‘This is Lucky. We don’t eat him either.’ The goblin reached to stroke the cat on his shoulder as he spoke. From behind him, another goblin leaned forward and spoke.

‘That’s why we call him Lucky!’ He said through his laughter. All of them seemed to be amusing themselves by watching his obvious concern for the little cat.

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Gumbee Fantasy Writers ‘do’ Peril and Tension: Number 2, Jaq D Hawkins

Sometimes in Fantasy, there are places your protagonists just don’t go, but of course circumstances will make it necessary for them to go there anyway. In Dance of the Goblins, I established early on that although Count Anton had limited access to a friendly goblin cavern, there was one grotto that he had been vehemently warned off.

He wondered a moment if perhaps she had recognised the way to Lirrewot which was nearby. Creeping stealthily through the shadows by habit, he came to where the opening had always been and immediately noticed that the sign was gone. The opening itself seemed unchanged, but if he had not known exactly where it was, he could easily have walked right by it without noticing.

He dare not venture far inside. The goblins here would know of him, but they didn’t know him as Haghuf and his lot did. Haghuf had warned him long ago not to enter these particular tunnels. Apparently there was strong anti-human sentiment here at the best of times.

Just in case the reader hasn’t imprinted that piece of information, another character (Talla) gives Count Anton a similar warning’

‘The signs are gone now,’ he continued, ‘I think your people have taken them because I told Haghuf how the magicians recognise the ways. This one is very familiar to me, as it is so near my own castle. This is the way to Lirrewot.’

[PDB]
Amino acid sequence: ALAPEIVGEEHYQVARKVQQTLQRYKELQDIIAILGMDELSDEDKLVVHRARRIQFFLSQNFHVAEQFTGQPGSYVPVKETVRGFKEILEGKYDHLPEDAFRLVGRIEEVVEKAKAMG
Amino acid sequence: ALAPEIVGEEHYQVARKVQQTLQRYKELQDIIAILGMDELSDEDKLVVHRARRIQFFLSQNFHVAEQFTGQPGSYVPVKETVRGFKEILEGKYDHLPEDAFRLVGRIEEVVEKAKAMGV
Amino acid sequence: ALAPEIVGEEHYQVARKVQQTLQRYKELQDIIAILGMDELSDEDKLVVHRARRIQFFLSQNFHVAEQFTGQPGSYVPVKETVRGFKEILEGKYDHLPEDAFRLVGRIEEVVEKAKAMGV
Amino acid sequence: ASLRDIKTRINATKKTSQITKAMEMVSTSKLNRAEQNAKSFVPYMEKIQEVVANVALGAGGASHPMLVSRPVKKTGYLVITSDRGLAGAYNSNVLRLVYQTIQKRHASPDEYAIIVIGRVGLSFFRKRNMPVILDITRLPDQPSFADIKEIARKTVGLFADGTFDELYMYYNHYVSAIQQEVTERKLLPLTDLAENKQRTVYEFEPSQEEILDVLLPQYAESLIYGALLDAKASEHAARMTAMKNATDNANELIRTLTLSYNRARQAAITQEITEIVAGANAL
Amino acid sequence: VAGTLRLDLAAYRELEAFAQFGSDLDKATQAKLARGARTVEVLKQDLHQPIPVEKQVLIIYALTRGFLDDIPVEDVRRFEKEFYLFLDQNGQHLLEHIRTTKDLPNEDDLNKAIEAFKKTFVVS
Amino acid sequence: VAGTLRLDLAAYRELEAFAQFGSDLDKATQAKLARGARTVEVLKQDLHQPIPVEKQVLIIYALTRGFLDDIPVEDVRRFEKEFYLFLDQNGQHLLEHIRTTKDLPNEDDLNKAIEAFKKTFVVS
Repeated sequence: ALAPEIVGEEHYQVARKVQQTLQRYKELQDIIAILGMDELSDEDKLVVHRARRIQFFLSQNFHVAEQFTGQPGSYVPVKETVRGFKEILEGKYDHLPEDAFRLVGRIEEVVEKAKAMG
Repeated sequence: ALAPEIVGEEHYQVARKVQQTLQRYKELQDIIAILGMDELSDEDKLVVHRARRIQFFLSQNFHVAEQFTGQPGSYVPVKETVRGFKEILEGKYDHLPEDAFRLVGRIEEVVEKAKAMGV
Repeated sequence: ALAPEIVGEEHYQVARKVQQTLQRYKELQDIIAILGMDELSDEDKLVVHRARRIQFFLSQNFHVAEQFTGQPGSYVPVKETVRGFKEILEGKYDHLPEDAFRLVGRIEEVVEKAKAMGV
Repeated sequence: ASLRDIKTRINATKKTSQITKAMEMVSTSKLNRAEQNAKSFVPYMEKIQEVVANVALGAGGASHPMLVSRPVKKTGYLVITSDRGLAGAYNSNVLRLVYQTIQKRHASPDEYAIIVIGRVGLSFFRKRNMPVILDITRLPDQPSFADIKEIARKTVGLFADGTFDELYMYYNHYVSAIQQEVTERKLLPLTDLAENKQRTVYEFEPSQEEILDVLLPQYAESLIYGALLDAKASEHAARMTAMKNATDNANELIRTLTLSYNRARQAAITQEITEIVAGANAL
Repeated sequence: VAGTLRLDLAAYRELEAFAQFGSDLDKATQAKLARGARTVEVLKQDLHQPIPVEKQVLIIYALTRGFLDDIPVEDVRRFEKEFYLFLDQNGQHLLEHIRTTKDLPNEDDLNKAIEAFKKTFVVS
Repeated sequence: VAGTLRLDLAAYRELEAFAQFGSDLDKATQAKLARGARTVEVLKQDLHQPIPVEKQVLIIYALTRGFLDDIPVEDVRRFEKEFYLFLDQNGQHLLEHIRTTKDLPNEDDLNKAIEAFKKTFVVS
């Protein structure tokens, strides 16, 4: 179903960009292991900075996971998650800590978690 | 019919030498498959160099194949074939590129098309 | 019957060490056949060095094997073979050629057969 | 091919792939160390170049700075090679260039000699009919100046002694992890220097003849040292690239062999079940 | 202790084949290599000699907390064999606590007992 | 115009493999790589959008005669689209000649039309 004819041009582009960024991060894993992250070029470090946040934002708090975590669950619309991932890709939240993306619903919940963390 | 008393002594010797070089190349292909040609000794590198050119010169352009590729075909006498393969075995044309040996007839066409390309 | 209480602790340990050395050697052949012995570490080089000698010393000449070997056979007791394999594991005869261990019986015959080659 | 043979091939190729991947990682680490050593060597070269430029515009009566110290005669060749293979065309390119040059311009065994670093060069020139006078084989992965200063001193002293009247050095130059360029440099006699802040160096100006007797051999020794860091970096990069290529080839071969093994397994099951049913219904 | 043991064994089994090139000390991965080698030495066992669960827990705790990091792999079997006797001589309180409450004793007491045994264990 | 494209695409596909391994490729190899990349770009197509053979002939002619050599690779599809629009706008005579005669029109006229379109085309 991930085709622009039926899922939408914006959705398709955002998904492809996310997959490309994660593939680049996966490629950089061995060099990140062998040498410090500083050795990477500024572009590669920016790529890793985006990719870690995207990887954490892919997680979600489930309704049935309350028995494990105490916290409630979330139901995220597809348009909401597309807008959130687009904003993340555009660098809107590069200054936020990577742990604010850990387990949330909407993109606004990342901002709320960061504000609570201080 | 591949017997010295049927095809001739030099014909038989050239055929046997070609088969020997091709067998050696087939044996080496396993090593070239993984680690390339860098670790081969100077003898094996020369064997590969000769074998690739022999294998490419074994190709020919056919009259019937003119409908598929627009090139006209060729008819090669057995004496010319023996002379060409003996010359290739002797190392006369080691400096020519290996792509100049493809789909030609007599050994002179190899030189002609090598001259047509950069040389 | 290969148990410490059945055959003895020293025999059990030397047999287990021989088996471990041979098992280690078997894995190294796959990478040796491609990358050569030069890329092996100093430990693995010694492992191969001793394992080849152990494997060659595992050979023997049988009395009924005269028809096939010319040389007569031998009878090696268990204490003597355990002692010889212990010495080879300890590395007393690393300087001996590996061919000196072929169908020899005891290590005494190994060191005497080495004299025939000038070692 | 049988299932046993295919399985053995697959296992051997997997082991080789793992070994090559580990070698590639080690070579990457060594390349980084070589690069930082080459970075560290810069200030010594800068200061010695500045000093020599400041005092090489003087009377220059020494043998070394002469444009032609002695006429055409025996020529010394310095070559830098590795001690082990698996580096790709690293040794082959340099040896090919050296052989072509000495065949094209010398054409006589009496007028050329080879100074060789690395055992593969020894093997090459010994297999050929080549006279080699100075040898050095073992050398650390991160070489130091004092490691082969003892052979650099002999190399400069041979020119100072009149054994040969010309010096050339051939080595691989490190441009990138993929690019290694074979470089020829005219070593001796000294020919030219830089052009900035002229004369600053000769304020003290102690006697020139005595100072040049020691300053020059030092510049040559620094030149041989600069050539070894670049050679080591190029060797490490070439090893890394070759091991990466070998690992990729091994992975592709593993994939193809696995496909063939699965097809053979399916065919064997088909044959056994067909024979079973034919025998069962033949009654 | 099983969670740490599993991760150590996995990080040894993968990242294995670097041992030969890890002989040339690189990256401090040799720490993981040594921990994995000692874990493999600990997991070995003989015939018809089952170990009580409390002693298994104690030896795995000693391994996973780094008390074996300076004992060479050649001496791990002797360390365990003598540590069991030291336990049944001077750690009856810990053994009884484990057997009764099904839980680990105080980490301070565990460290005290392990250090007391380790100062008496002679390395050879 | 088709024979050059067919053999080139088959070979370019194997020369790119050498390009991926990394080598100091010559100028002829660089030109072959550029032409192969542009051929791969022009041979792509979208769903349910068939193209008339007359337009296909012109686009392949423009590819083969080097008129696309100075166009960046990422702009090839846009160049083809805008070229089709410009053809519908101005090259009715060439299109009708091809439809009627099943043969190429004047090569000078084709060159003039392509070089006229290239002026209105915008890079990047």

Suddenly she gripped his arm and spoke very seriously.

‘You must not come through this passage, Count Anton. There has always been anti-human sentiment among the goblins there. Now may be a bad time.’

Oh dear. We’ll learn eventually why humans simply don’t enter Lirrewot, but for now Count Anton has only the explanation of “anti-human sentiment.” We must keep in mind that we’re talking about goblins here. They can be extremely dangerous. You wouldn’t walk into a biker bar in a meter maid’s outfit and announce that all the motorcycles outside were illegally parked and about to be towed away, would you? Sometimes self-preservation requires a little common sense.

Having established that Lirrewot is a no go place, the rules of character abuse decree that Anton has to be given little choice about the matter later on. Skip ahead to page 184 and Anton finds himself in trouble with a group of revolting peasants who think he’s been protecting demons, because of his friendship with a goblin.

The shouts roused the other groups of men that had been patrolling the area. The Count had not realised how many there were, but from the vantage point of the small hill he could see men running towards him from all directions brandishing sharp weapons and shouting for his blood. He wondered for a moment where his guards were and whether the shouts would alert his own people within the castle. But there was no time. The southerners were closing on him. They were too much of an angry mob to expect other than to be torn limb from limb.